Michigan State's Dantonio says possibilities are 'real' team will end Big Ten title drought

Michigan State coach Mark Dantonio likes the fact that his players are openly talking about ending the school's Big Ten title drought and finally getting back to the Rose Bowl.

"Those possibilities are real," Dantonio said Tuesday, a day after the team's first practice.

The Spartans have one of the best defensive players in the country, linebacker Greg Jones, and experienced quarterback Kirk Cousins.

History is working against them: Michigan State's last conference championship was in 1990 and the Spartans have not played in Pasadena, Calif., since the 1987 season.

Dantonio said both streaks can end this season because his fourth team at Michigan State is the most talented he's had as a head coach.

"We go into every game feeling like we can win," he said.

If the Spartans earn enough victories to make it to any bowl game, they will match a school record with a fourth straight postseason bid, equaling the streak that started with their last Rose Bowl appearance and stopped with their previous Big Ten title.

Jones and Cousins give the Spartans a shot to be good on both sides of the ball.

The All-American Jones won the Big Ten defensive player of the year award last season after ranking among the nation's leaders with 154 tackles and the conference's best with nine sacks. Instead of entering the NFL draft and cashing in on his success, he returned for his senior season.

"I'm just really excited to be back with the team to help us try to win a championship," said Jones, who said he has added 15 pounds of muscle since last season. "Instead of guys just saying we want to be a champs, guys actually put in the work during the offseason."

To win this fall, Michigan State has to be much better than it was last year when teams threw the ball.

The Spartans ranked last in the Big Ten in pass defense — giving up 32 touchdowns through the air — and didn't have a player with more than one interception for the first time since 1954.

"A lot of times, we were in a position to make plays," said cornerback Chris Rucker, one of two returning starters in the secondary. "This year, we have to make plays."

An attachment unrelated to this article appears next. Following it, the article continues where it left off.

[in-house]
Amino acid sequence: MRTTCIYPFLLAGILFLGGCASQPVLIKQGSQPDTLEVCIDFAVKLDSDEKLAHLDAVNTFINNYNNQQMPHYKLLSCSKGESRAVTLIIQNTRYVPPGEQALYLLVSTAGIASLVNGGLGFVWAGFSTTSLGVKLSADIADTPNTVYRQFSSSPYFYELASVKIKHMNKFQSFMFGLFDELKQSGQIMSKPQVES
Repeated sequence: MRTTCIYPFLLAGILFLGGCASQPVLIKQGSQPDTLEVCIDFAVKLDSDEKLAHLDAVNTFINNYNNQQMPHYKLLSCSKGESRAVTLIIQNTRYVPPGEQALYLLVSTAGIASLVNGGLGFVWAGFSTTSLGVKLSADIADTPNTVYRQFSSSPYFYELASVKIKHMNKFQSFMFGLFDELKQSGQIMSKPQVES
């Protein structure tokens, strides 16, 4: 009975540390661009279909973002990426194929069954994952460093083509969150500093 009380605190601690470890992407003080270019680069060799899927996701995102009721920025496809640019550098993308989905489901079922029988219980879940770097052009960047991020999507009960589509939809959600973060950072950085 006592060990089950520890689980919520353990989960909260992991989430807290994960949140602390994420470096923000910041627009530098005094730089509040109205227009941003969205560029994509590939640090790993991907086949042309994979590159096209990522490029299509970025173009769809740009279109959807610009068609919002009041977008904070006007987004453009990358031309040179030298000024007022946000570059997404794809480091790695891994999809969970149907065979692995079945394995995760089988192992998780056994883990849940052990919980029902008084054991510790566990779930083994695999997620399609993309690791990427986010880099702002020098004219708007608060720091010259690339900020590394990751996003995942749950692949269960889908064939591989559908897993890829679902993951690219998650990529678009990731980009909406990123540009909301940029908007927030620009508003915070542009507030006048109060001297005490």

The Spartans shouldn't have trouble scoring when they have the ball.

Cousins trailed only one Big Ten player in passing efficiency last season, throwing 19 touchdowns and nine interceptions. He was the second player in school history and the first in 60 years to be named captain as a sophomore, then showed more leadership by spending time with teammates this summer.

B.J. Cunningham and Mark Dell will have an opportunity to be go-to targets — getting a second chance to play after being involved in a brawl with a fraternity last year — and converted quarterback Keith Nichol is trying to get on the field as a receiver.

Larry Caper and Edwin Baker, who combined to run for nearly 900 yards as freshmen last year, will share handoffs behind an offensive line with two returning starters from last year's 6-7 team.

"We were very close — maybe only a few plays — from having a special season and maybe being 10-2," Cousins said. "When we get in close situations this year, we need to come out on top."

Michigan State doesn't have its all-time scoring leader — Brett Swenson — around anymore to make game-winning kicks and hopes Dan Conroy, Kevin Muma or Mike Sadler emerge as a clear-cut starter during training camp.

As important as anything the Spartans do on the field, their conduct off it will viewed with a critical eye.

Eleven current or former players pleaded guilty to misdemeanor charges in connection with the fraternity fight last November, and Rucker says he accepts that the poor choices he and teammates marred the program.

"When you make mistakes, you've got to be ready to pay the consequences," said Rucker, who was sentenced to 12 months of probation and 150 hours of community service. "I know it's going to be a rough road with that, but I'm looking forward to us cleaning up our image."